Tristinia rowed into the dark night with the sea gently licking the timbers. She had with her her husband’s neck crown made of gold, a small jar of the blue substance that comes from the northlands. She could not live married off to the brother of her husband. She wondered how her father and brother would have responded to the duty of a people who looked up to you but only second in command. Was it really desertion? He would rule anyway. Not her.

 

She had been someones and he had been hers, though they had only begun to discover that path. She lay down in grief, praying to mercy as she drifted forth to adventure or death. Above her the stars strewed the sky like dust moats due in the sunlight, clear and hopeful. She closed her eyes which were heavy having not slept but cried. Maybe he was watching over her from the heavens and walking along the star paths. She drifted off in a dreamless deep rest.

 

Tristinia heard the waves and felt the warm water reach out around her, pleasantly. She moved her hands, her eyes still shut, feeling the sand around her. It was fine, not course and chunky. She opened her eyes. Above her, gold of the sun star and blue sky. Beside her, her boat, which made hollow music from the waves. She rolled over. The ground was white powder, but not cold like her homeland. Not feathery, but grainy of texture. It sifted. It didn’t stick. The temperature where she had landed was warmer than she could ever remember living. Not unbearably so, however. Merely different. Quite different. Once again. She was in a strange land. She knew no one. She did not know her location. She had no allies. No enemies. Just the unfamiliar and the path of adventure. She stood, expending a looong heavy sigh from her chest. Would she ever see home again? Would she ever know what home was? Ever have someone to love and be loved by again? The momentary overwhelming of losses rolled off her back as practicality and immediacy of needs came forefront to her mind.

 

She looked up then down the beach. Her lone predatory bird screeched in the sky. What was this place? What sort of people lived here? What was edible? “Come on boots.” She said to the only thing she had to talk to that seemed within the bounds of reason when it came to inanimate objects in the lack of human company. The seal boots Tiennrod had made for her. And so, Tristinia gathered her preserved food satchel from her seacraft and the flask of blue clay and grease and headed down the shoreline eastward where her inner compass fancied and tugged for a yet unknown reason, her boots making soft sifting noises as she traversed.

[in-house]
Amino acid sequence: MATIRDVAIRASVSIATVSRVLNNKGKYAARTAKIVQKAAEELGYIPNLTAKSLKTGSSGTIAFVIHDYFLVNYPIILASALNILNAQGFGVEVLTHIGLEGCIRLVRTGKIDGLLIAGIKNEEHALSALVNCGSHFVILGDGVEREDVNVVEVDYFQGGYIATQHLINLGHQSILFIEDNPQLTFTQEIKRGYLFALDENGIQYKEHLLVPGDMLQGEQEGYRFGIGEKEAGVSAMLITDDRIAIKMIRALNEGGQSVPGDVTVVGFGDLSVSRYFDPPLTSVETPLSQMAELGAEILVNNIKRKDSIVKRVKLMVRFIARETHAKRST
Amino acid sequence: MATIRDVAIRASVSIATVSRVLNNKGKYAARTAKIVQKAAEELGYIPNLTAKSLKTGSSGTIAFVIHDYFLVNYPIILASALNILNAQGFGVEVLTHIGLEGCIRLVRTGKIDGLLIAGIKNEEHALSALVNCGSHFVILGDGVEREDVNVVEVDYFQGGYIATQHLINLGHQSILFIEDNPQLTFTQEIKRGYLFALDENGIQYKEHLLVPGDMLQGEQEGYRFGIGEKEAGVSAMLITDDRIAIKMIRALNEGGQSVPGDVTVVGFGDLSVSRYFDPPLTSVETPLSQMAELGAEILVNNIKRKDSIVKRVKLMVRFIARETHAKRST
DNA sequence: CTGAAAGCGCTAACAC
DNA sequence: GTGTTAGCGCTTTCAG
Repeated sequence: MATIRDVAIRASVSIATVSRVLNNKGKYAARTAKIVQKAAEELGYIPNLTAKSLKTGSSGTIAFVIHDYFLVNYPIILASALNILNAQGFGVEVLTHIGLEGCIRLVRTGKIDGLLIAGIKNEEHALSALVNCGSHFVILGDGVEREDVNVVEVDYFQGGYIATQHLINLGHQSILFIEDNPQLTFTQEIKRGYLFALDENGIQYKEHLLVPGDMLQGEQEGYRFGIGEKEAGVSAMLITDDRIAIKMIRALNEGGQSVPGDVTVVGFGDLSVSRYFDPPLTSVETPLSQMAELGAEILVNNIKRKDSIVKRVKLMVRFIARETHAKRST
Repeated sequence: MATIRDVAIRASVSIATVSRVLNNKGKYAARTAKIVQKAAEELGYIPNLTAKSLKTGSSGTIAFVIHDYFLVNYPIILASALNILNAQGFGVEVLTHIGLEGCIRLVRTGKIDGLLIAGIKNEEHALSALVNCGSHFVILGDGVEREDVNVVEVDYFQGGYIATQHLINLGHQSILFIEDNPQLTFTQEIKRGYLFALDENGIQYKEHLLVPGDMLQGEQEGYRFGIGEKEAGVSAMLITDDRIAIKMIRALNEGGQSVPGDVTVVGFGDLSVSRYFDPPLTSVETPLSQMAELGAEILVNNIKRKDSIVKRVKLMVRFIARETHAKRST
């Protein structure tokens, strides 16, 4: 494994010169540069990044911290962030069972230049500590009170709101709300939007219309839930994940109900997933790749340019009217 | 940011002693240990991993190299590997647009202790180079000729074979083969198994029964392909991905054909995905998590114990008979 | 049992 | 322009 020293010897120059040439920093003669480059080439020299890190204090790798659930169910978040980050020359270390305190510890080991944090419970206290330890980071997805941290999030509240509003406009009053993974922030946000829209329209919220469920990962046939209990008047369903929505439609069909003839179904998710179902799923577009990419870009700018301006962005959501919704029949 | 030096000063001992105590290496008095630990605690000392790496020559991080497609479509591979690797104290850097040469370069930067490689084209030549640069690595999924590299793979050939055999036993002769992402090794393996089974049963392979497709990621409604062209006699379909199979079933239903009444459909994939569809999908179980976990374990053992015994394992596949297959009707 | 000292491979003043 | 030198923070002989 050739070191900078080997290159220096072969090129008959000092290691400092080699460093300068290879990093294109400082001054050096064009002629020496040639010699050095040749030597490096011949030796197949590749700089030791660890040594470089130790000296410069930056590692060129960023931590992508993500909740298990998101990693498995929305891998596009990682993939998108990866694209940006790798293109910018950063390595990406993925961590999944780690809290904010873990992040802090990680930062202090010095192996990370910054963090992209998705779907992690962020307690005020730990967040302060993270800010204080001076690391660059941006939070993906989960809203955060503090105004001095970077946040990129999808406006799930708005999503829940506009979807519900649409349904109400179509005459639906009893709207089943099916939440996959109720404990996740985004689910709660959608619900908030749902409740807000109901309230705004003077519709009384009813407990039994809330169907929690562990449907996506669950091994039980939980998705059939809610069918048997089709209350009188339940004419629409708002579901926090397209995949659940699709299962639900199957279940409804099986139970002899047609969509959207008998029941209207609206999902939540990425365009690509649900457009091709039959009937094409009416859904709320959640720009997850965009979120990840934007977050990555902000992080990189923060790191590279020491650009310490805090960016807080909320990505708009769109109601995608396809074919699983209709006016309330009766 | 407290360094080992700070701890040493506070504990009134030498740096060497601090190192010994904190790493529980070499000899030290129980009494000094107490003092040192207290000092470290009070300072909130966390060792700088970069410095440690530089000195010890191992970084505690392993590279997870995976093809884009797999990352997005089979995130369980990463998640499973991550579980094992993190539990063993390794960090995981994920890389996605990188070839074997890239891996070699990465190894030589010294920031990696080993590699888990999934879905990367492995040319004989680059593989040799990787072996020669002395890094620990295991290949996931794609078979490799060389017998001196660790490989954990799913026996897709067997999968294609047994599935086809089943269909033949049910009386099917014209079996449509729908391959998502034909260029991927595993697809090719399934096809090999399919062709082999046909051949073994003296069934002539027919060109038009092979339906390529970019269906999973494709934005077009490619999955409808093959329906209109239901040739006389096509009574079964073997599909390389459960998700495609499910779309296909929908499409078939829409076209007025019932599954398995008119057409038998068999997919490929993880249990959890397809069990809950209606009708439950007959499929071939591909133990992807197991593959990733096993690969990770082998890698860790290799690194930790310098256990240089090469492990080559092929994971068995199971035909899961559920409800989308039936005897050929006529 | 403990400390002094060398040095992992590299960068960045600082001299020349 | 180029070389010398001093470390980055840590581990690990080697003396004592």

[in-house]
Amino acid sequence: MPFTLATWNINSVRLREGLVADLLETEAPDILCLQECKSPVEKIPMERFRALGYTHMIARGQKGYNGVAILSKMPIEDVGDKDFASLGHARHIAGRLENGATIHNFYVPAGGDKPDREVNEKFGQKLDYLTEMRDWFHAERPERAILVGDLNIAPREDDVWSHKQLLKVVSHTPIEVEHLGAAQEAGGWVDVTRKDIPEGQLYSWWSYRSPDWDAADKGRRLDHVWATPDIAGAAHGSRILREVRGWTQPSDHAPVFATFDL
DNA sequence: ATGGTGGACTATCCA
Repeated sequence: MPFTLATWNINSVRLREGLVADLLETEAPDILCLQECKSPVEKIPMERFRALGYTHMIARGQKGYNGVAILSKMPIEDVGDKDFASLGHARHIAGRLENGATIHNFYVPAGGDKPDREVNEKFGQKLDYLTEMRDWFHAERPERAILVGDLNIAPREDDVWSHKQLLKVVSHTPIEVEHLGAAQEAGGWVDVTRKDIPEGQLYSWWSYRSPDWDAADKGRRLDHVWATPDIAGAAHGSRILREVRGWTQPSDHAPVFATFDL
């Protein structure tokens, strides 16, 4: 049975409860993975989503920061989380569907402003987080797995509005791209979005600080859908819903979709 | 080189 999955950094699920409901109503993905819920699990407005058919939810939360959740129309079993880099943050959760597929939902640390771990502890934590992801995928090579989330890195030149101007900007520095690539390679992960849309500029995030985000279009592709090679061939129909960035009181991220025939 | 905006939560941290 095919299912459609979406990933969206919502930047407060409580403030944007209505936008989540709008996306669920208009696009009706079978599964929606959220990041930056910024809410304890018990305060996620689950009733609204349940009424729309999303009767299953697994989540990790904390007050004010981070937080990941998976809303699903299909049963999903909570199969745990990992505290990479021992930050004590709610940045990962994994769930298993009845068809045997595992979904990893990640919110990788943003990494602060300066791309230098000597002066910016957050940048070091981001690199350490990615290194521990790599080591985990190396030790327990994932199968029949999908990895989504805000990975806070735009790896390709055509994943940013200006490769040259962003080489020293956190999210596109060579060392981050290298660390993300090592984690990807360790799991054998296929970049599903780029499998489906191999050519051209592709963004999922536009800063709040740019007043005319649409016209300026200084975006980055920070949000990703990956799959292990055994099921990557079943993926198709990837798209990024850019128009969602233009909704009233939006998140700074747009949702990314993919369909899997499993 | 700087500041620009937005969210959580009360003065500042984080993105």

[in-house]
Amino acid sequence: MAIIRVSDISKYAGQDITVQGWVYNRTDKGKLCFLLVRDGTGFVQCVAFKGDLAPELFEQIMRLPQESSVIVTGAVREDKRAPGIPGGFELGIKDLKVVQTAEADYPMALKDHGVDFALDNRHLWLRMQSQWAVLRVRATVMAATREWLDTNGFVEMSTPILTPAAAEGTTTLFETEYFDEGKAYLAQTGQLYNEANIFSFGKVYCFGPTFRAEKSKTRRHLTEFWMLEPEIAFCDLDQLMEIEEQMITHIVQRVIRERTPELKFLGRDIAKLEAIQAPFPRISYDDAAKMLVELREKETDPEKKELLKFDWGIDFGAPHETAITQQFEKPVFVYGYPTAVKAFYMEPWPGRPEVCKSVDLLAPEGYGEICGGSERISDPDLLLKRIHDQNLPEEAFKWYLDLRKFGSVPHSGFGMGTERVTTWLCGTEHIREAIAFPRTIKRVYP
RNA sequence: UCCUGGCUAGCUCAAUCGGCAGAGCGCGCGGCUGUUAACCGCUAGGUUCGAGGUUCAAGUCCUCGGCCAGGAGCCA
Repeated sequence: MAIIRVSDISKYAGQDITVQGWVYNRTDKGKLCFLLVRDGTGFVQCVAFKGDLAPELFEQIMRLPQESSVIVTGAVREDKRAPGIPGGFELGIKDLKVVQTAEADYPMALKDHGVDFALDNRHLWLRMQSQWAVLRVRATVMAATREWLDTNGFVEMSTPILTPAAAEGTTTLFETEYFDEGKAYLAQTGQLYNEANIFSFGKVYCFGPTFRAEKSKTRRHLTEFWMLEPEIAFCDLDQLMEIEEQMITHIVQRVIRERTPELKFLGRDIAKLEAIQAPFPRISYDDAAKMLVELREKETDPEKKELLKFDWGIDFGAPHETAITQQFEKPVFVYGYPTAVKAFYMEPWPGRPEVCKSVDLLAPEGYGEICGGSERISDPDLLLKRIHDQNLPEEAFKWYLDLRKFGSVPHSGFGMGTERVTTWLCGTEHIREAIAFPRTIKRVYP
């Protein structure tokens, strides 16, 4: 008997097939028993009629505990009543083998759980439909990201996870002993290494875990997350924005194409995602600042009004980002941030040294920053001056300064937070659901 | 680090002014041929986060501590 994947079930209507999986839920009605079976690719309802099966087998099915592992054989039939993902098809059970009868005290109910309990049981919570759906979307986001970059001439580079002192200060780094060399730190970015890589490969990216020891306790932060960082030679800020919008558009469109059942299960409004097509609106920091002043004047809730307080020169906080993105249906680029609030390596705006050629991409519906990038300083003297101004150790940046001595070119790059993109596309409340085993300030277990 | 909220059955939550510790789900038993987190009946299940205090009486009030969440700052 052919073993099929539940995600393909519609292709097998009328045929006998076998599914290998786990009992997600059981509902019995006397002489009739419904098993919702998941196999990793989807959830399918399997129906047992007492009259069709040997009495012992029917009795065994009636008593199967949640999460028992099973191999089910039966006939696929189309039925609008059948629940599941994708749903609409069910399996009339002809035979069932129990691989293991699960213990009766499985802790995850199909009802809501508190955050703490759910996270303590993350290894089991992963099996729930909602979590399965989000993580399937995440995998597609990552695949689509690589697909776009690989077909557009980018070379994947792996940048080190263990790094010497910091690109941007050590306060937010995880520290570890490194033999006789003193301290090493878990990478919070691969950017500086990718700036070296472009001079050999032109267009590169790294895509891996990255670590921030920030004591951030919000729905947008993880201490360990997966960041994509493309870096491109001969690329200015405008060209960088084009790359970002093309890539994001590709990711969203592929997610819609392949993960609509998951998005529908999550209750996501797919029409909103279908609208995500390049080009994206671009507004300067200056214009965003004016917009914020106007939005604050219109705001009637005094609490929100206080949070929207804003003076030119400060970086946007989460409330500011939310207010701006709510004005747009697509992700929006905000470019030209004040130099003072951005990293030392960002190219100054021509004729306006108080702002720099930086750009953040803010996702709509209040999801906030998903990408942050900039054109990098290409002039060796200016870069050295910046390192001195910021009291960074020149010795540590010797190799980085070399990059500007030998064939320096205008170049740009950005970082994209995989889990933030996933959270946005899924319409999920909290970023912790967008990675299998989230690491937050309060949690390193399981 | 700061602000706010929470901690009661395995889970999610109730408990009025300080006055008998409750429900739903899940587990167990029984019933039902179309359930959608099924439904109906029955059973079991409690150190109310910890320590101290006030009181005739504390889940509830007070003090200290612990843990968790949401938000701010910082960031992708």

Tristinia wandered in the lonely and wild deciduous landscape. The wind whistled an augment but understood melody to her heart. She belonged here. Some got lost amidst crowds of people but people would not leave her alone. So she must get lost away from humanity and their societal culture. No one saw nor understood the wind nor his song. They didnt hear songs from him. Only whining and howls. She gathered her velvet cloak about her, dark violet with feathers of black and blue barring as trim. The only soft thing amidst the rough, monochromatic decor.

 

She looked up at the heavy laden clouds. She curled up by a pool, sitting, staring at her relfection. She stuck her tongue out at it. “Stupid” She said to the flitting, rippling image the wind played with. She disliked herself. She disliked her nose, her face, she critisized along with the voices of her past had blemishes, though in truth, her peachy smooth complexion was quite lovely.

 

She listed all the faults of her character until they cluttered her heart like stacks of books with heavy binding and hard covers, their titles branded, embedded, embossed, indented by hot irons. She traced the titles with her fingers as she sat on the rock, one finger on the waters surface. She hated herself. She hated being too strong. Was she really meant to be alone in life?

 

Elsewhere it was a burden to feel as if she was meant for that. Here in the forest with the wind and the criss crossing of the branches it didn’t seem so lonely. She was too strong. But it was excused as not a bad thing. But it was a bad thing! It was horrible to her. She felt able to be touched but could never express herself or touch people around her as she hoped or truly wanted. Here, the wind, who no one could ever touch, was her friend. She leaned her head against a tree with a relieved sigh as the rain began to patter down softly and wipe away a hot frustrated tear from her cheek. She looked around for shelter.